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Over the last few years I’ve been trying to understand some of the psychological factors contributing to inequalities in educational outcomes in the UK, with a particular focus on how these can vary across different contexts and between different schools.
Back in March last year, we didn’t know much of what was transpiring in family households, following the switch to learning from home. All of a sudden, the vast majority of pupils were expected to be learning remotely, with parents expected to perform a supervisory role.
Schools were put in the position of having to offer support where they could, with some focusing on pastoral care and others prioritising the setting up of online resources. We didn’t have a good sense of what was actually happening more broadly in homes, however – so that’s what we set out to try and capture in the form of a survey we carried out between May and July 2020.
Admittedly, the situation is somewhat different now, with lessons having been learned from the first school closures as to the most effective ways of supporting parents and students working from home.
Our hope, however, is that our survey results can help inform that response and contribute to getting schools prepared if and when they need to take similar steps again in future.
When the first lockdown happened, one of my immediate worries was that school closures would exacerbate existing educational inequalities – particularly those around social class, which is often responsible for some of the largest achievement gaps we see up to GCSE level and beyond.
We’ll usually measure this by analysing the attainment of pupils who are eligible for free school meals. It follows that pupils from deprived backgrounds are more likely to live in home environments less conducive to learning from home, where space is limited, noise levels are high and access to technology is limited. They may also have parents who don’t feel confident, or believe they lack the knowledge needed to supervise their children’s learning at home.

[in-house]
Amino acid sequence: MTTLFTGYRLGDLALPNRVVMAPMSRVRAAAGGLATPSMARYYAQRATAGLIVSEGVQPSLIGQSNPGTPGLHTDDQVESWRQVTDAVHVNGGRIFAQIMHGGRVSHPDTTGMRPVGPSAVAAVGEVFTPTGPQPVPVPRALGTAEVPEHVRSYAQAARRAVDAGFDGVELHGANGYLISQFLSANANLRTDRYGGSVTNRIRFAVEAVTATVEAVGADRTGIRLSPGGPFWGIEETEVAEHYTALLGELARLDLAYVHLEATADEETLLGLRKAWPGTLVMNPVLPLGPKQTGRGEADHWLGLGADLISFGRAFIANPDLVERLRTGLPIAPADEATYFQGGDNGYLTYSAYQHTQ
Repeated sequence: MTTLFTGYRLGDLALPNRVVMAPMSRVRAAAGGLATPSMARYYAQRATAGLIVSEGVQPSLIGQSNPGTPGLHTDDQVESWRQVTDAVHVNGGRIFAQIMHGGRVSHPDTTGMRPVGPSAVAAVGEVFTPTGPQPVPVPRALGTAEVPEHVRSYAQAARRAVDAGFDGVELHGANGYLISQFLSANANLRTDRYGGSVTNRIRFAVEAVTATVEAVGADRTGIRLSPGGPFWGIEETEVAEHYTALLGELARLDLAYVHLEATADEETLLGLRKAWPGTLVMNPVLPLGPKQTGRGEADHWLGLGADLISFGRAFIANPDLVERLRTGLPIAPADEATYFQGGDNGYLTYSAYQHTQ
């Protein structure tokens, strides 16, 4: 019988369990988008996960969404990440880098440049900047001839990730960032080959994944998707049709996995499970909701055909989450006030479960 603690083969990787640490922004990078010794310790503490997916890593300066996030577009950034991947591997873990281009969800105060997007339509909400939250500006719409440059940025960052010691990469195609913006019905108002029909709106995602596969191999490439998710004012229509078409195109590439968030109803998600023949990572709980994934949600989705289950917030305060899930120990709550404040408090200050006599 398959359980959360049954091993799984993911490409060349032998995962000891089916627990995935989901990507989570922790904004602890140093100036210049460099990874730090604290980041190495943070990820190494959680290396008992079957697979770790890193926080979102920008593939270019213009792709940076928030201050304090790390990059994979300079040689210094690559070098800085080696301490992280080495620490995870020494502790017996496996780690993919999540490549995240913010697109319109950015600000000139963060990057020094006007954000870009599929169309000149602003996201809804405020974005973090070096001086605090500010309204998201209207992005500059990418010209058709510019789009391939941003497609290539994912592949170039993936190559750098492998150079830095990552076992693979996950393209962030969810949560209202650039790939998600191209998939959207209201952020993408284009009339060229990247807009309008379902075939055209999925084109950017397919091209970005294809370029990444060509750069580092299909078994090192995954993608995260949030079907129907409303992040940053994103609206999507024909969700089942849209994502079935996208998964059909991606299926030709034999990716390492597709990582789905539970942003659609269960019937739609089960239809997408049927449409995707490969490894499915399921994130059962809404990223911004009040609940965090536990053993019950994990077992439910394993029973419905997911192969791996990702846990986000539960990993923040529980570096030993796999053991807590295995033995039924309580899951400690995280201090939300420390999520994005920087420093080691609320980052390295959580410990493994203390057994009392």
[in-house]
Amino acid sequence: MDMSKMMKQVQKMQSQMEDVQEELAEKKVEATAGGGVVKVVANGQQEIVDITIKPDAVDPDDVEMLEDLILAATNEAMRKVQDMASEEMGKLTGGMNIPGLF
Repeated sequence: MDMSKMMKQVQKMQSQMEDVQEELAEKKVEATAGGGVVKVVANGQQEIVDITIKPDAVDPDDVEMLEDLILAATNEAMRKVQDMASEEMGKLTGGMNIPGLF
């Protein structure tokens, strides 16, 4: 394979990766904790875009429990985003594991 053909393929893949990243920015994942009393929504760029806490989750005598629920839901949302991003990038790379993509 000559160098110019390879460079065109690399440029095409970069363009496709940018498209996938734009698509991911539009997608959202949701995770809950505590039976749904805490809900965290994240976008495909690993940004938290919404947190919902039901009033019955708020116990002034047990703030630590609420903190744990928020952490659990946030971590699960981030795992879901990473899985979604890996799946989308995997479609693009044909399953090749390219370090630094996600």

These factors all become considerably more important once children’s education is entirely centred on the home, so we wanted to try and document that shift. We wanted to see what kind of support and resources different schools were providing families with, and how this varied according to types of school and local population needs.
We set out to recruit as many teachers and parents as possible, mainly through social media, and ended up receiving over 5,000 responses from teachers and parents nationwide, albeit with some 85% percent of those responses coming from England.
Based on parents’ responses, we attempted to identify the main issues they’ve encountered with home learning, beginning with the time pupils were spending on home learning.
At primary, the average count was between one and three hours per day. In secondary schools, this seemed to rise at first to between two and five hours per day.
Looking more closely at the secondary findings, however, we found that 10% of students completed 30 minutes’ worth of work or less, while 15% completed an hour or less, leading us to conclude that there’s wide variation in terms of how much time pupils are spending on home learning.
Myself and my colleagues expected to see some differences based on measurements of social class (eligibility for free school meals, parents’ education levels, family finances, etc).
We thought that students from lower socioeconomic backgrounds would probably be spending less time on learning, be less engaged and encountering more obstacles to completing schoolwork.
To some extent, we found that these students were indeed slightly less engaged, but mainly due to factors in the home environment that made it more difficult for them to complete schoolwork.
They were more likely to experience difficulties with noise, lack of space, a shortage of learning devices and inadequate internet access. Rather worryingly, in some cases, families even cited a lack of food.
So what steps can help to address those difficulties?